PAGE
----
Getting to Know Your New Boss

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There are many reasons why you might experience a change in managers. Perhaps you are a new hire to an organization. Or your current boss is replaced by another leader. Maybe you have changed teams and are now reporting to someone different. Whenever one of my clients experiences a change like this first they want to know how to align with the new boss. They want to learn all about that person as quickly as possible. But they are stumped on how to do that. Here are some general guidelines that might help if you are having this challenge.

Do your research. It is a common best practice in business to look people up on LinkedIn and read about their background. Also, many senior leaders have their biography listed on the company website. Some people ask others about their new boss or ask that person’s former direct reports. It helps to gather information from various sources to get different perspectives.

After doing some initial research, schedule a one-to-one with your new manager. This is a way for both of you to get to know each other. It should be a two-way conversation, but here are some things you will want to find out: 

Management style – What type of leader is this person? How would they describe themselves? How would others describe them? Are they primarily hands-off or highly engaged?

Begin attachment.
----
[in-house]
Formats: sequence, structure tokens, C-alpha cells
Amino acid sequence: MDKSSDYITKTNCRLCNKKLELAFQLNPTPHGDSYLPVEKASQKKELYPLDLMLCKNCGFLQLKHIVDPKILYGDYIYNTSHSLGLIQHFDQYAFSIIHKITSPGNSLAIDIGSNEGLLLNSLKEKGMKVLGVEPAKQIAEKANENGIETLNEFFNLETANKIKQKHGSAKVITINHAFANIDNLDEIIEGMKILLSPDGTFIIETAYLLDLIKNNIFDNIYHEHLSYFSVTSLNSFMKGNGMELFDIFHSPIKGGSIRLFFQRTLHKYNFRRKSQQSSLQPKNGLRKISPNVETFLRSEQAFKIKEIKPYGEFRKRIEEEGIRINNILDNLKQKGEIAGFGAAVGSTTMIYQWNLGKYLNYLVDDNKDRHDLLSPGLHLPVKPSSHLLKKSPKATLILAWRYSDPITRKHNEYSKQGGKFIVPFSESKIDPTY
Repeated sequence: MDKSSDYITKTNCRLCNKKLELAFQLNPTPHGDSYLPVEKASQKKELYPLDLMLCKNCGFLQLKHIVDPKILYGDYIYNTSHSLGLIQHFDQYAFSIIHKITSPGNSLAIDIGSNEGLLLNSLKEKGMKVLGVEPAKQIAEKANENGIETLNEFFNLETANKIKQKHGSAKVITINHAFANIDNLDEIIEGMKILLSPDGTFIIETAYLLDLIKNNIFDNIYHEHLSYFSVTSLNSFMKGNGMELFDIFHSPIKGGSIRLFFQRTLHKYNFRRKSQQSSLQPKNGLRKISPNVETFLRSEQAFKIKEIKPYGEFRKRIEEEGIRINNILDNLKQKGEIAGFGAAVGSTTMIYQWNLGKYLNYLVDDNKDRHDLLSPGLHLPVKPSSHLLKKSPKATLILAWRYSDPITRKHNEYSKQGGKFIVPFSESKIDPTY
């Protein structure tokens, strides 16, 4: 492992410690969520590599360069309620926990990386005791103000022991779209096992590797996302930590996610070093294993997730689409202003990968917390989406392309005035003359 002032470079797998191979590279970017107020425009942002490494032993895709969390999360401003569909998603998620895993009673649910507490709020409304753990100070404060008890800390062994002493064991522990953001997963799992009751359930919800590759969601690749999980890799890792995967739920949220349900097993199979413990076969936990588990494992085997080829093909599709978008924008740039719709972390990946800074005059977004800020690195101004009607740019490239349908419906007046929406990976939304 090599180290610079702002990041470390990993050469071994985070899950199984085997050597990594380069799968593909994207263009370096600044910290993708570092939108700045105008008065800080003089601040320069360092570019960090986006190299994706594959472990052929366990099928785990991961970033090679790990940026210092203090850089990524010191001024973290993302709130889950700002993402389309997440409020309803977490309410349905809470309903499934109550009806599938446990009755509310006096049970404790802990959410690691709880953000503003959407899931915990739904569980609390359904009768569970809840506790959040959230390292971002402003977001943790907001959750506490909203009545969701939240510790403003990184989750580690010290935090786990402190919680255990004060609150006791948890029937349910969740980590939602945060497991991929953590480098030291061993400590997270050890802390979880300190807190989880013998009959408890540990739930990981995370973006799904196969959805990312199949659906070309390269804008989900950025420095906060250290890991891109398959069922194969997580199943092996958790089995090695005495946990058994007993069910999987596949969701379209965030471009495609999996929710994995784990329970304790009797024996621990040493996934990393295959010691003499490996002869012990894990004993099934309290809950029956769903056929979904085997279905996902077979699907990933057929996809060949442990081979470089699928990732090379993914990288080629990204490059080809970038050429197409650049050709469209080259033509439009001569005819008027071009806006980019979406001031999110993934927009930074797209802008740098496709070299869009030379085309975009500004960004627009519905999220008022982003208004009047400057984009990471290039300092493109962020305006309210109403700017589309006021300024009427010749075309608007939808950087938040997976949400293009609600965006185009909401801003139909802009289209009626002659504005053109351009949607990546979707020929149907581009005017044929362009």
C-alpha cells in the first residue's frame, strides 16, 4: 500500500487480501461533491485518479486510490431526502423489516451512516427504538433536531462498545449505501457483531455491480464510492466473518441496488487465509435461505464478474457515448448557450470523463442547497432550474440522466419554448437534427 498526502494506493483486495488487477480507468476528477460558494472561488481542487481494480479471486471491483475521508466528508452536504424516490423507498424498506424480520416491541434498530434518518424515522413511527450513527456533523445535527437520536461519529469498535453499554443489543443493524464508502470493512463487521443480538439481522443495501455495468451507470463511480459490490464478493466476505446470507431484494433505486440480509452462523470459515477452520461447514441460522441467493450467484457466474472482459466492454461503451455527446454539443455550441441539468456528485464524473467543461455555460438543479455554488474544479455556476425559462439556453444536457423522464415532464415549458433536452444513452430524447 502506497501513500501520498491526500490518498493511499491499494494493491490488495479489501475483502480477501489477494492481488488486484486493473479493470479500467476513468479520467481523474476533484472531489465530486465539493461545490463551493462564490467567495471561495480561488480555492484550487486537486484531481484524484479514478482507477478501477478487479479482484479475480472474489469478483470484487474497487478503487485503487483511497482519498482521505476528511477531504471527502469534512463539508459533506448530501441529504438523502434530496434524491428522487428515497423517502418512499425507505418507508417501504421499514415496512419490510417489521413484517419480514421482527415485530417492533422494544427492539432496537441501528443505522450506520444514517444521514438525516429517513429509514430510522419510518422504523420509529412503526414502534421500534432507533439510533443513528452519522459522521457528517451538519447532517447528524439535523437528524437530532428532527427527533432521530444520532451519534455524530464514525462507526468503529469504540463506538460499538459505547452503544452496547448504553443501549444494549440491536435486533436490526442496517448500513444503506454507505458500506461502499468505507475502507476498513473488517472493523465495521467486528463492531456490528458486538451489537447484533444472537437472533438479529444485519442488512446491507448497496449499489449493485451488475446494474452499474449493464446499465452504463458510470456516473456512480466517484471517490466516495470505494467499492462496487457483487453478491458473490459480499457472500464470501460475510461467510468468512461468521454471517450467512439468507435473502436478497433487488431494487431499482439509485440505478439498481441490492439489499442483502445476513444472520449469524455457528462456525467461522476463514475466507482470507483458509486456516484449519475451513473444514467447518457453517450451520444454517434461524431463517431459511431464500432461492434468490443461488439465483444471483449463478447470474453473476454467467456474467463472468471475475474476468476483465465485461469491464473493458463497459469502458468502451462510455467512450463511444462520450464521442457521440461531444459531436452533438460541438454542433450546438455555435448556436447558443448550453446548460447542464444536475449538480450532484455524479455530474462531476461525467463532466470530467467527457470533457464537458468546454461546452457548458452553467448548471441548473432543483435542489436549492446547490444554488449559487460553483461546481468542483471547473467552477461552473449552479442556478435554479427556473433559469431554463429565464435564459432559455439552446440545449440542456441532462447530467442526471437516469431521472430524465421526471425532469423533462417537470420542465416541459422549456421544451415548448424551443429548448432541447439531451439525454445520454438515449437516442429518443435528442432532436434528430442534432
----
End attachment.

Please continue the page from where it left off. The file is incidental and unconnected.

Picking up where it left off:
Accomplishments – What are some important highlights of their career?

Communication style – This is important! Do they prefer to communicate by email, phone, or face-to-face? Do they like a lot of detail or high-level information? How often will they be conducting team meetings?

Managing up – What do they need to know from you? How often do they need updates? How should those updates be communicated? Do they support you having consistent touch-base meetings with their boss (your skip-level manager)?

Delegation – What is their philosophy and method of delegation?

Development of direct reports – What experience do they have in developing their people and helping them get promoted? What is their philosophy about it?

Expectations – This is critical! What are their expectations for you? This means goals, deliverables, and metrics. And how do they plan to support you so that you can meet those expectations?

You will have to determine the best way to ask these questions so that it is a conversation, not an interrogation. It may take several meetings to accomplish this because, remember, they are trying to get to know you also. But it is important to start building a relationship immediately with your new manager. That person will be an important advocate for you throughout your career. Although these guidelines can be used by people with new managers, you can also apply them to a manager who is not new. It is never too late to get to know your current boss – no matter how long you have been reporting to them. Challenge yourself to develop a deeper relationship with your boss and see how it can transform your career.

Resources

Types of management styles for business leaders

What Everyone Should Know About Managing Up

Too Busy? Delegate to Mitigate

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